THOMPSON:  From the design standpoint, when we realized that we were gonna be meeting Ralph and Vanellope again, we always want to go back to what they did in the first film and study the shape of the characters. We always want to cherish the design, when it’s carried over, so that the shape is correct and they’re appealing.

Pamela, so what started the whole “Oh My Disney” sequence? What inspired such a crazy, epic moment?

RIBON:  I was working on Moana and we were coming up with this new character, while we were still talking about Ralph, and I thought, “Gosh, Vanellope is a princess. How come they never talk about that?” People often think Wreck-It Ralph is a Pixar movie, so they don’t necessarily think of the characters alongside the Frozen characters, when they really are in the legacy of the studio. So, that idea was in my head. And as I was writing for a new character and putting her in a new world and wondering what she could learn about herself, the Moana in me was like, “Well, you’ve gotta look back and know where you came from to know where you’re going.” So, for her to move into this new land and learn about a new world, I wondered about what Vanellope could take away from that. In the first movie, we learn about her past, and this is another way to learn a little bit more about her.


Image via Disney

You’ve talked about how you were nervous about showing other people that sequence. What was it like to see it brought to life, yourself? Did you know it would be as big of a deal as it’s become?

RIBON:  No, you can’t know that! I was very nervous, but it’s magic and amazing. Everything that adds to it is beautiful. It does feel a little bit like a dream, at times, and like this whole time, I’ve been asleep, just like one of the princess comas. It’s crazy! It was scary. You’re walking into a place that has a lot of history and a legacy and you’re saying, “What if I mix it up a little? Is that okay?”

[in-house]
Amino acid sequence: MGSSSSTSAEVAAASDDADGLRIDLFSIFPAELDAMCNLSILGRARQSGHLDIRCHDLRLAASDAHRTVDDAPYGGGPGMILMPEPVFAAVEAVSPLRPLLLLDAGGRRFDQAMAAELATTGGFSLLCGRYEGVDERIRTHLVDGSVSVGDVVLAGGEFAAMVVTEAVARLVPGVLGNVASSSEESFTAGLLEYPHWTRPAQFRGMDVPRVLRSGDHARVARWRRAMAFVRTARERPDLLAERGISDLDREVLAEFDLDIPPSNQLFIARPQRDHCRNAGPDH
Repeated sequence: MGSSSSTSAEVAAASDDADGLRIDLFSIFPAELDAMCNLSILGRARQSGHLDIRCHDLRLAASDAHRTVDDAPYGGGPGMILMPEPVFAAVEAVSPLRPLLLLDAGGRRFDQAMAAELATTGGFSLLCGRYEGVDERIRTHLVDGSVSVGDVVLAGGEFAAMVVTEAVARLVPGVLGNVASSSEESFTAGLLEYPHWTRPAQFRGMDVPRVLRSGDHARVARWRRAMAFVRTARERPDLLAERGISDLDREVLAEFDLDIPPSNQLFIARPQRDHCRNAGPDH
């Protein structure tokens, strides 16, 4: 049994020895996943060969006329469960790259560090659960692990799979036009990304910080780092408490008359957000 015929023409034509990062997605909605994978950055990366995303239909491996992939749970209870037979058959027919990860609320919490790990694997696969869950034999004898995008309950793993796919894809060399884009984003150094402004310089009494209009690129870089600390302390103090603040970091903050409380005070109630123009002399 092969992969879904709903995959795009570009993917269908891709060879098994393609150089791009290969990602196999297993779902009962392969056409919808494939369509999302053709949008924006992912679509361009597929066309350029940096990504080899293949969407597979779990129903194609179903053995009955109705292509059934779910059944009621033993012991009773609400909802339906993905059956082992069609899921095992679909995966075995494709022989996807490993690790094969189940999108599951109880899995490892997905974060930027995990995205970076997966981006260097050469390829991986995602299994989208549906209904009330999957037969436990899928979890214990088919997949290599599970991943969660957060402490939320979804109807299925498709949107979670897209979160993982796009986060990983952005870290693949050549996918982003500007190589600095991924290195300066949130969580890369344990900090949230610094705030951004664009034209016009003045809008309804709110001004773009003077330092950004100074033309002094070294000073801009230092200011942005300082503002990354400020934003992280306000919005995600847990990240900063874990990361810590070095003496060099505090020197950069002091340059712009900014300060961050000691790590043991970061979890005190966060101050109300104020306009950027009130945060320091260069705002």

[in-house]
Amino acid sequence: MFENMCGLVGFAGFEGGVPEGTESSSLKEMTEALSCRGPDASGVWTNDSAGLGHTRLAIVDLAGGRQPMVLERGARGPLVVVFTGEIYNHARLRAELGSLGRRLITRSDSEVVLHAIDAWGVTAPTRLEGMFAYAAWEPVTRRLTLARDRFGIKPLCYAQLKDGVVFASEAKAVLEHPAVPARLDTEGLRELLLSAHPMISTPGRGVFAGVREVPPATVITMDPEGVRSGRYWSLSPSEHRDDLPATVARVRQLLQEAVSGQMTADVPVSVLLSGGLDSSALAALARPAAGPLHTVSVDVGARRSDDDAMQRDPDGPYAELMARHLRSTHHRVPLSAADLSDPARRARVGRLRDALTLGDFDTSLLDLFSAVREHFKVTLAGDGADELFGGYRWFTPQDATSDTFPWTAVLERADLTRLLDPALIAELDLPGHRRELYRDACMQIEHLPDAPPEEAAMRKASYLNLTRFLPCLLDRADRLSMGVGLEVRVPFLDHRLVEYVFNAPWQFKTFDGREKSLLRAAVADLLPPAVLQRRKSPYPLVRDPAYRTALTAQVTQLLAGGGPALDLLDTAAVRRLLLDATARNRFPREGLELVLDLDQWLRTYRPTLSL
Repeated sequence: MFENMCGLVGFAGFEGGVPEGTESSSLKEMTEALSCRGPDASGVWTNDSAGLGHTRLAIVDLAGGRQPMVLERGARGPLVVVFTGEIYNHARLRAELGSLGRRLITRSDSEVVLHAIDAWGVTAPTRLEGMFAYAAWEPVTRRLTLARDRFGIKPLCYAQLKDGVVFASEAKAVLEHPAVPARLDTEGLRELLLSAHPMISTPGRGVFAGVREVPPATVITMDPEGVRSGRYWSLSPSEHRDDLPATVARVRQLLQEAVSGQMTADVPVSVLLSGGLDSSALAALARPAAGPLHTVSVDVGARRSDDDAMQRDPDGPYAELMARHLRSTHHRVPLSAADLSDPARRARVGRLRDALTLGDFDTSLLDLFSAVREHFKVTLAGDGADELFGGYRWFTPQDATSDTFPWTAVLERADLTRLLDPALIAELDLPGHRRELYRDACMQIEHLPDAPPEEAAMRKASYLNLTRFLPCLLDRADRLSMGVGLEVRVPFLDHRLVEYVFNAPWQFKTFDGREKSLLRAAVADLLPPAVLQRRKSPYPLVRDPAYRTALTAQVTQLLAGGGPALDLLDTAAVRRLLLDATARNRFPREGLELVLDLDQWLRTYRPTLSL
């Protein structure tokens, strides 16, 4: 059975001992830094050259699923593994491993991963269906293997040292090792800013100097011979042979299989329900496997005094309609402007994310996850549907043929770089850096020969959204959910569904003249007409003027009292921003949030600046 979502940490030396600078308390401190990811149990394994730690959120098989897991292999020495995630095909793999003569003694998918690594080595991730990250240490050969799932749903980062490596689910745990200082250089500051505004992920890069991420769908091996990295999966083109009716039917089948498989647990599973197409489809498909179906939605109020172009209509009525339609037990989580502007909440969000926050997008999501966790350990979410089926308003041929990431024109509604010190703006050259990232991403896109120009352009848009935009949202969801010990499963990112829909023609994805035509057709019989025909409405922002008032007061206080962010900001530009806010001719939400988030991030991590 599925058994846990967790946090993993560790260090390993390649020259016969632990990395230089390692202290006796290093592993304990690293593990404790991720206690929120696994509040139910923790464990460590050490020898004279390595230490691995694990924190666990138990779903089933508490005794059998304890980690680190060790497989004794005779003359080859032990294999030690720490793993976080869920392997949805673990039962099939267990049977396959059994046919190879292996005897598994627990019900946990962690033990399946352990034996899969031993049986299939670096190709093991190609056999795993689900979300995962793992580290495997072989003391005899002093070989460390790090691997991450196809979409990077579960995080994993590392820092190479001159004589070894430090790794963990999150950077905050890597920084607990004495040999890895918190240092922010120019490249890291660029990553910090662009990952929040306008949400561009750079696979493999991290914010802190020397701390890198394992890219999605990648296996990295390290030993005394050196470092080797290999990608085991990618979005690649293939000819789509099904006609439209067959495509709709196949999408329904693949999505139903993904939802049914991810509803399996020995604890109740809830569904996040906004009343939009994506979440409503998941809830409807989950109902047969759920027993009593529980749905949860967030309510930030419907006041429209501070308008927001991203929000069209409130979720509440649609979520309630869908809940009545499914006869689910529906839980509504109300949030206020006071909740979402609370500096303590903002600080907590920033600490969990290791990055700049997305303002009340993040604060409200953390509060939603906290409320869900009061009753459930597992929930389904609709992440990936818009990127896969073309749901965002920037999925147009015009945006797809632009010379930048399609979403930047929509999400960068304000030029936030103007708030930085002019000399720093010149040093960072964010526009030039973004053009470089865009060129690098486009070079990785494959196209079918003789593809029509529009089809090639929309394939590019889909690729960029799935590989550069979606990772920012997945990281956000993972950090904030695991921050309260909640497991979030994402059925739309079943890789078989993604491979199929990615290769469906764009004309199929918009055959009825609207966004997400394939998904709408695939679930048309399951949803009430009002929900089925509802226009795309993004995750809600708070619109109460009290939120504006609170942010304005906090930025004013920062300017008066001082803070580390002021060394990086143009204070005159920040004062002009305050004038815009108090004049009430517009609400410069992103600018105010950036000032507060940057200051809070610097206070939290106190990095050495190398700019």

Kira, what’s it like to get to reimagine these iconic characters, in animated form?

LEHTOMAKI:  It’s excitement and terror together, absolutely. For me, these characters have had such a profound impact on my life. I treasure them like I would a best friend. We have to treat them correctly. This does it with such love. It pulls back the curtain and shows you a new side of the princesses that’s always been there, but you’ve never really looked at them, in that way. Getting to explore that was just thrilling. We had so many great consultants, like Mark Henn, who had true links to these characters, over all of the years, and the voice actresses, that it felt like everybody was putting in their all to make sure we did them justice.

When you were designing what the new outfits for the princesses would look like, were you thinking about the fact that we’d all need to have a full clothing line later, in real life?

RIBON:  They were built with dreams.

LEHTOMAKI:  It was truly like, “I would really want this!”


Image via Disney

THOMPSON:  I wanted the princesses to feel relatable, too. Why don’t the princesses just wear a shirt? They don’t have to wear dresses. So, when the story team came up with the idea of Vanellope visiting Oh My Disney and that all of the princesses would be there, my team was always on the same page about it being the coolest idea we’d ever heard, with them wearing shirts and sweaters.

RIBON:  The fun of the first film was finding out about what these characters were like when they’re not at work, so that was the idea here. What does a princess get to be like in her downtime, when she’s just hanging out? They’re just girls, talking to each other. You get to see what they share when they don’t have to be the person that they are outside.

THOMPSON:  We wanted to show how powerful they are, as unique characters. They’re all princesses, but they’re all unique people.

What are you most excited about, with Ralph Breaks the Internet?

RIBON:  I can’t believe how much we haven’t shown yet. There’s so much more! Even with the trailer, there’s so much more.

THOMPSON:  I wish I could tell you more, but you’ll just have to wait.

RIBON:  It’s more fun to be surprised.

Ralph Breaks the Internet opens in theaters on November 21st.